In the film, the drugs implanted into Lucy (played by Scarlett Johansson) leak into her system, allowing her to “access 100 per cent” of her brain. Among other things, Lucy can move objects with her mind, choose not to feel pain and memorize copious amounts of information. In a way, the idea that we only use 10 per cent of our brains is rather inspiring. It may motivate us to try harder or to tap into some mysterious, intact reservoir of creativity and potential. There are even products that promise to unlock that other 90 per cent.
As ludicrous as the claim is, however, two-thirds of the public and, get this, half of science teachers reportedly still believe the myth to be true. The notion is so widespread that when University College London neuroscientist Sophie Scott attended a first aid course, her instructor assured the class that head injuries weren’t dangerous because “90 per cent of the brain (doesn’t) do anything.”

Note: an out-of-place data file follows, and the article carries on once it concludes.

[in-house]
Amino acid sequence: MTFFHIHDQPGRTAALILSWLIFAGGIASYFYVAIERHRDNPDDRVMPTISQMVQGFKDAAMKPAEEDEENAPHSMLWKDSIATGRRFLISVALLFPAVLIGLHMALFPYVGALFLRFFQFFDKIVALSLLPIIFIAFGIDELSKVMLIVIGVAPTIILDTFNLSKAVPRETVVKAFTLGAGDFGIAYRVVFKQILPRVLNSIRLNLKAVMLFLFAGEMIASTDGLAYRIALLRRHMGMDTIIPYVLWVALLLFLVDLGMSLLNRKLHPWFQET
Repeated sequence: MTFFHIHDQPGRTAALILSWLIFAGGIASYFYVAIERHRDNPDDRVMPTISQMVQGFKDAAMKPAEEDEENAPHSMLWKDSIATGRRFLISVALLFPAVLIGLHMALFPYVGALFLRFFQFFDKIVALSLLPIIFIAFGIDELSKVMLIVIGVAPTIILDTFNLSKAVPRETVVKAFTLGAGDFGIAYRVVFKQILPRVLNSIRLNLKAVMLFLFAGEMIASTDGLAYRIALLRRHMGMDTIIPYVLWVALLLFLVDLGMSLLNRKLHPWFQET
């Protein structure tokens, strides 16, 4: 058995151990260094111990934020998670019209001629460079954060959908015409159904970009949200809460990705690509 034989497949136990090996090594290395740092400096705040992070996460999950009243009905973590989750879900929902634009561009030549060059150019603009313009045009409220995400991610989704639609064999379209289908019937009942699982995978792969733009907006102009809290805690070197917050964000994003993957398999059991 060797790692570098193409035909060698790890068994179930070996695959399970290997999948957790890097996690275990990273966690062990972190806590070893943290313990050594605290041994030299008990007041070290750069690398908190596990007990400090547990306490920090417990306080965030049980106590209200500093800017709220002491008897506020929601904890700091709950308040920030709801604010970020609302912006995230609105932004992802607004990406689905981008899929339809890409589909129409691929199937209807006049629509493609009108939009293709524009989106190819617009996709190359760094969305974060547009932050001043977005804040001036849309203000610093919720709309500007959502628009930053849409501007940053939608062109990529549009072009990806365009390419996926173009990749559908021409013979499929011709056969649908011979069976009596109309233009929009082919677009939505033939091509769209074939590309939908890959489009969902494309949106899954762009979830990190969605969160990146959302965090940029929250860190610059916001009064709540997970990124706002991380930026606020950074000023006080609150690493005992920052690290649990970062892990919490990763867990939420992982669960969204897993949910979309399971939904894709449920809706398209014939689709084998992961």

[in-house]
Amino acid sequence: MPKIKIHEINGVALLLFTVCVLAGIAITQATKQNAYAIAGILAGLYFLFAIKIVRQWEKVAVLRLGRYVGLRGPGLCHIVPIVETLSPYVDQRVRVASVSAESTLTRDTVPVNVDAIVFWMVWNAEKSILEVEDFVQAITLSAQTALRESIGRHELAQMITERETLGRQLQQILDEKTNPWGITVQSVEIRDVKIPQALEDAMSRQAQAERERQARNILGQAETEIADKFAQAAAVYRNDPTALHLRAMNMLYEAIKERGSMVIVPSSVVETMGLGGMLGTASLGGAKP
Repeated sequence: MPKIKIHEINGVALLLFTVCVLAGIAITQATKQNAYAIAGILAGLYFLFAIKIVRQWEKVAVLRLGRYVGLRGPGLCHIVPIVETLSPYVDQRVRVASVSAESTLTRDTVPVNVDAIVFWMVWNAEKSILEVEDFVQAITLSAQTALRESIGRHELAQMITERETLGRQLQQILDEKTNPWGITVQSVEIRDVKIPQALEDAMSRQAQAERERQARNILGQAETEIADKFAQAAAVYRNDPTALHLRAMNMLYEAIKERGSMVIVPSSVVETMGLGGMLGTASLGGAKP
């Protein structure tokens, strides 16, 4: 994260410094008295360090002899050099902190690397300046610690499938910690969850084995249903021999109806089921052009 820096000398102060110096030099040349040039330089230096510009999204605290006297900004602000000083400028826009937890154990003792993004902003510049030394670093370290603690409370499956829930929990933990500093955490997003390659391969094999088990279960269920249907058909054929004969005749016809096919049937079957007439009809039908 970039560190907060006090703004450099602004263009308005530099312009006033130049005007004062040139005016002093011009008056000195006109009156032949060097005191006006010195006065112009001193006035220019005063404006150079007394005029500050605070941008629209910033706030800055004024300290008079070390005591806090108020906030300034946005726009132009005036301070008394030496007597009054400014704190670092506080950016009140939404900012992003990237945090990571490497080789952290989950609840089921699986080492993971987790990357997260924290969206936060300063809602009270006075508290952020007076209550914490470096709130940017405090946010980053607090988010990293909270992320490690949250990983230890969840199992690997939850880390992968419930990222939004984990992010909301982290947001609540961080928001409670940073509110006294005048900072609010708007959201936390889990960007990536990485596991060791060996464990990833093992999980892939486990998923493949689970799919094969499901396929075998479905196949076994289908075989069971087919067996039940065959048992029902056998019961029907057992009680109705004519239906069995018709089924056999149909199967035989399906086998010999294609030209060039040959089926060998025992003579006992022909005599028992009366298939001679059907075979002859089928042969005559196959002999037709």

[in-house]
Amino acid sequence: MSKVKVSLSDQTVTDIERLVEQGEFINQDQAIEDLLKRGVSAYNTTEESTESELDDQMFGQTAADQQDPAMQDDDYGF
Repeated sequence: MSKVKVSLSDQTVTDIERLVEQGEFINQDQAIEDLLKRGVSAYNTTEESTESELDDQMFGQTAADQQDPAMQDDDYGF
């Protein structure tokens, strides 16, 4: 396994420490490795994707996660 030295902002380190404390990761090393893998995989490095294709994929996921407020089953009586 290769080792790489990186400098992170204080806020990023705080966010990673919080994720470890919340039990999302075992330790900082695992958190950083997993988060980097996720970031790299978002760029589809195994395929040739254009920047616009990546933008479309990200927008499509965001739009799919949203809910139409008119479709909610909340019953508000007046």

Here’s the thing: The brain has rapidly tripled its original size across two million years of human evolution. Despite only accounting for 2 per cent of our body weight, the brain gobbles up a whopping 20 per cent of our daily energy intake. Our brains are also remarkably efficient, having evolved gyri (ridges), which have dramatically increased our cortical-surface-area-to-total-volume ratio relative to other species. The “we only use 10 per cent of our brains” claim would mean that we’re effectively evolving in the opposite direction — and that we’re doing this very quickly.
Another obvious way we know that we’re using more than 10 per cent of our brain at any one time is through approaches like functional magnetic resonance imaging and positron emission tomography. PET and fMRI are imaging techniques that reveal areas of relatively high brain activity in real time. Imaging studies tell us that not only are many brain areas recruited when performing even the simplest of tasks, like watching a movie, but that the activity between these areas is extremely dynamic.